The "No More Alcohol To Go" Edition

No more state of emergency, R Kelly is moving to Brooklyn, the reason for subway delays, X on NY government IDs, and more

Today - Low: 69˚ High: 77˚
Mostly cloudy throughout the day.
This weekend - Low: 72˚ High: 82˚

Featured photos and pets will return on Sunday!

Where we stand with the primary for mayor: Round 1 is not over with Eric Adams in the lead followed by Maya Wiley and Kathryn Garcia. Absentee ballots have to arrive by June 29 and voters have until July 9 to correct their ballots.


• When Mayor de Blasio ran for mayor the first time, he wanted to end the "Tale of Two Cities" that was happening in NYC. Mission accomplished as the headline from Gothamist reads "How the NYC Mayoral Race Revealed A "Tale of Three Cities." (Elizabeth Kim for Gothamist)

• Everyone's least favorite ghoul, Rudy Giuliani, lost his law license due to his involvement in the Big Lie about the 2020 election. Shame. (Nicole Hong, William K. Rashbaum, and Ben Protess for NY Times)

• A guide to the NYC primary results from mayor to city council. (Samantha Maldonado for The City)

• Despite his concession, Andrew Yang launched an absentee ballot lawsuit, which preserves the campaign's right to correct errors in election returns. There are still over 138,000 absentee ballots yet to be received. (Clifford Michel for The City)

• How Maya Wiley or Kathryn Garcia could beat Eric Adams. I love Ranked Choice Voting. (Andy Newman for NY Times)

• We won't miss much from the pandemic, but the abrupt end to to-go cocktails and alcohol delivery along with food is happening a bit too early for my liking. (Chris Crowley for Grub Street)

• Rents in New York City rent-stabilized apartments will freeze for six months and then increase by 1.5 percent for the next six months, under the proposal adopted by the Rent Guidelines Board (RGB) on Wednesday. (Devin Gannon for 6sqft)

• R. Kelly is moving to Brooklyn. More specifically he's moving to the Metropolitan Detention Center in Sunset Park. This is the prison that was without heat in the winter of 2019 and where conditions have been described as "horrific." (Duncan Freeman for Brooklyn Magazine)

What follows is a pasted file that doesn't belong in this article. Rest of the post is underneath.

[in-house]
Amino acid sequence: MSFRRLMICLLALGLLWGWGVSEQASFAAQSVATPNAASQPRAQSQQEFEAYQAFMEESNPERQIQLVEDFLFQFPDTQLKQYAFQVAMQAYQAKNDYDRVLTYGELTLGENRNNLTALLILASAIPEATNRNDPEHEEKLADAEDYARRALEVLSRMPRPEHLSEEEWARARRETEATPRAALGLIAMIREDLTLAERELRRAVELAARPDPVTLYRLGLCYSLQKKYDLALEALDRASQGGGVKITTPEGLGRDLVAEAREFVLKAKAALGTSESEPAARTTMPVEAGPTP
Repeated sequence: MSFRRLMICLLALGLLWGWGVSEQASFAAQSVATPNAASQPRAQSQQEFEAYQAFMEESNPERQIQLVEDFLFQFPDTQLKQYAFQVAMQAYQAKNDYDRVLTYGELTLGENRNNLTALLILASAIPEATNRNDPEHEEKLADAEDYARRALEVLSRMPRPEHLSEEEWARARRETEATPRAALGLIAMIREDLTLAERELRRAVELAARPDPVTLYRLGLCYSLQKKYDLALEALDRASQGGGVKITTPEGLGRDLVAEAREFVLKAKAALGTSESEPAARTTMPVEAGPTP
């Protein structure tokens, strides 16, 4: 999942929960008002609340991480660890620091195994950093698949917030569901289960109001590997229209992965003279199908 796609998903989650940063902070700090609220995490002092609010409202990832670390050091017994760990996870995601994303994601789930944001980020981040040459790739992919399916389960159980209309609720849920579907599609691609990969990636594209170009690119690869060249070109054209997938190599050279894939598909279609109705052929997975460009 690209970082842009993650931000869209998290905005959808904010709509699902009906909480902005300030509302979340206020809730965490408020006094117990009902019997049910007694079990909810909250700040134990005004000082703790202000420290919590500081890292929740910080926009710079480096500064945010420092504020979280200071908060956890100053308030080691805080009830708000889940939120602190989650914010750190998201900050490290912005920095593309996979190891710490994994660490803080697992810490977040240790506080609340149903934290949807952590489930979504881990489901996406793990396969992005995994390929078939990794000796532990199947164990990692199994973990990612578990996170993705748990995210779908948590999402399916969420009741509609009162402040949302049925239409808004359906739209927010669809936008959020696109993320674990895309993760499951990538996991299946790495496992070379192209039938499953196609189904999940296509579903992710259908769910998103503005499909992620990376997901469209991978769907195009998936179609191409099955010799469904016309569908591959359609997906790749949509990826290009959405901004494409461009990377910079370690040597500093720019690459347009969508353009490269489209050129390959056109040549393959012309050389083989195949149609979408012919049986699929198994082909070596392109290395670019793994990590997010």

• If you've tried to ride the subway recently, you've probably noticed the absurd delays due to a hiring freeze that was imposed during the pandemic. Like everything, the MTA has no ability to handle this quickly. According to Interim President Sarah Feinberg, the subway may still face delays due to crew shortages through the late spring of 2022. Ridership is currently only at 50% of pre-pandemic levels. (Mirela Iverac for Gothamist)

• Chinatown's Doyers Street has a new mural, "Rice Terraces," covering its entire length. The mural uses the Anamorfism technique to appear to create a 3D experience. (Shaye Weaver for Time Out)

• The New York City Landmarks Preservation Commission unanimously voted to designate the Kimlau War Memorial at Kimlau Square in Chinatown as a landmark. The memorial honors Chinese American soldiers who lost their lives serving in the US military. (Untapped New York)

• The New York City Public Design Commission voted unanimously to remove the Theodore Roosevelt statue in front of the American Museum of Natural History. It will be relocated to a cultural institution dedicated to his life and legacy. No such institution has been named. (Laura Zornosa for NY Times)

• Nonbinary New Yorkers will be able to choose an "X" option on government IDs if the "Male" or "Female" options do not apply to them. The law was signed by Governor Cuomo this week and will take effect in 180 days. (Brooklyn Eagle)

• Renderings: New York State is adding Essential Worker Park and the Essential Workers Monument to Battery Park City this fall. (Shaye Weaver for Time Out)

• New York state's state of disaster emergency is over. Federal guidelines will still apply for unvaccinated individuals, for public transit, and in other specific settings and local guidelines may also still be in place. (Sophia Chang for Gothamist)

• Queens District Attorney Melinda Katz appeared in Queens criminal court Tuesday to ask that more than 3,200 low-level marijuana-related offenses be dismissed and sealed, signaling more change in the city’s justice system following the state's legalization of marijuana. (Joseph Gedeon for Gothamist)

• The city's pools officially open this Saturday. (Melissa Kravitz Hoeffner for Time Out)

• A look at the Phoenix, Coney Island's newest roller coaster, and its connection to Dollywood. The Phoenix is expected to be available to ride around July 4. (Jessica Parks for Brownstoner)

• The city is paying $8 million to spruce up Richmond County Bank Ballpark to attract an Atlantic League team. Six million will go towards replacing the seats and field and two million will go towards paying water, sewer, gas, and upkeep bills. (Clifford Michel for The City)

• Stickett Inn, run by husbands Johnny Pizzolato and Roswell Hamrick, is a newly opened LGBTQ-friendly speakeasy-style tasting room in the East Village. (Melissa Kravitz Hoeffner for Time Out)

• The new Space Jam-themed window displays at Bloomingdale's are now showing off life-size LeBron James and Bugs Bunny sculptures. (Shaye Weaver for Time Out)

• Ten secrets of Stonewall Inn. (Bella Druckman for Untapped New York)